In the past 3 years, Speight and Holmes-Truscott have received competitive research grants from the Diabetes Australia Research Program, the Medical Research Future Fund Targeted Translational Research Accelerator, and the National Health and Medical Research Council of Australia. They have received an investigator-initiated research grant from Sanofi Diabetes and an unrestricted educational grant from Diabetes Australia and are supported by core funding to the Australian Centre for Behavioural Research in Diabetes derived from the collaboration between Diabetes Victoria and Deakin University. Speight has also received a competitive research grant from the Ian Potter Foundation, a research contract from the Australian Government Department of Health, a consulting fee from Diabetes Canada, honoraria to present at educational meetings from Novo Nordisk and Sanofi Diabetes, honoraria for participating in advisory boards from Insulet and Sanofi Diabetes, and support for attending meetings (including travel) from the Novo Nordisk Foundation. Holmes-Truscott received honoraria for presentation at educational meetings from Roche Diabetes Care. All these payments have been made directly to the ACBRD, which owns the copyright of the Type 1 and Type 2 Diabetes Stigma Assessment Scales.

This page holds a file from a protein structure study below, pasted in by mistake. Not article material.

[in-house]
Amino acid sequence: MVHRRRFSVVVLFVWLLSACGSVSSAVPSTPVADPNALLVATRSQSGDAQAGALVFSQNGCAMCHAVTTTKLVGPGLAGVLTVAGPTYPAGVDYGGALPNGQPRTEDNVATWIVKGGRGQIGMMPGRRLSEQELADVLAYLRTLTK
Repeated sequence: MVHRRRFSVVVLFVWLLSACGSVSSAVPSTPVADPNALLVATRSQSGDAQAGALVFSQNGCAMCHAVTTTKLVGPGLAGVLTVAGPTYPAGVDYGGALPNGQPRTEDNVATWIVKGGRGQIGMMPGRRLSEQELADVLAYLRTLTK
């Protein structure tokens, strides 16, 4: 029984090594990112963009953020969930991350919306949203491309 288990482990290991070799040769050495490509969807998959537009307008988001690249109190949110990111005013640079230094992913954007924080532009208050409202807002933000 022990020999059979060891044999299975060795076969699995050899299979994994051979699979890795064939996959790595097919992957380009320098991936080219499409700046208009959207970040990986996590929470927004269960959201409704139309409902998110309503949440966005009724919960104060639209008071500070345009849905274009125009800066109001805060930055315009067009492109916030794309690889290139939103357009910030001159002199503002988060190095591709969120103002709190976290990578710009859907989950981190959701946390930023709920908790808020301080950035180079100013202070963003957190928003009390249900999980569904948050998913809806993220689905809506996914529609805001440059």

Miriam E. Tucker is a freelance journalist based in the Washington, DC, area. She is a regular contributor to Medscape Medical News, with other work appearing in the Washington Post, NPR’s Shots blog, and Diabetes Forecast magazine. She is on X: @MiriamETucker.
Source link : https://www.medscape.com/viewarticle/pledging-end-diabetes-stigma-and-discrimination-2024a10001ig?src=rss
Publish date : 2024-01-19 09:32:23
Copyright for syndicated content belongs to the linked Source.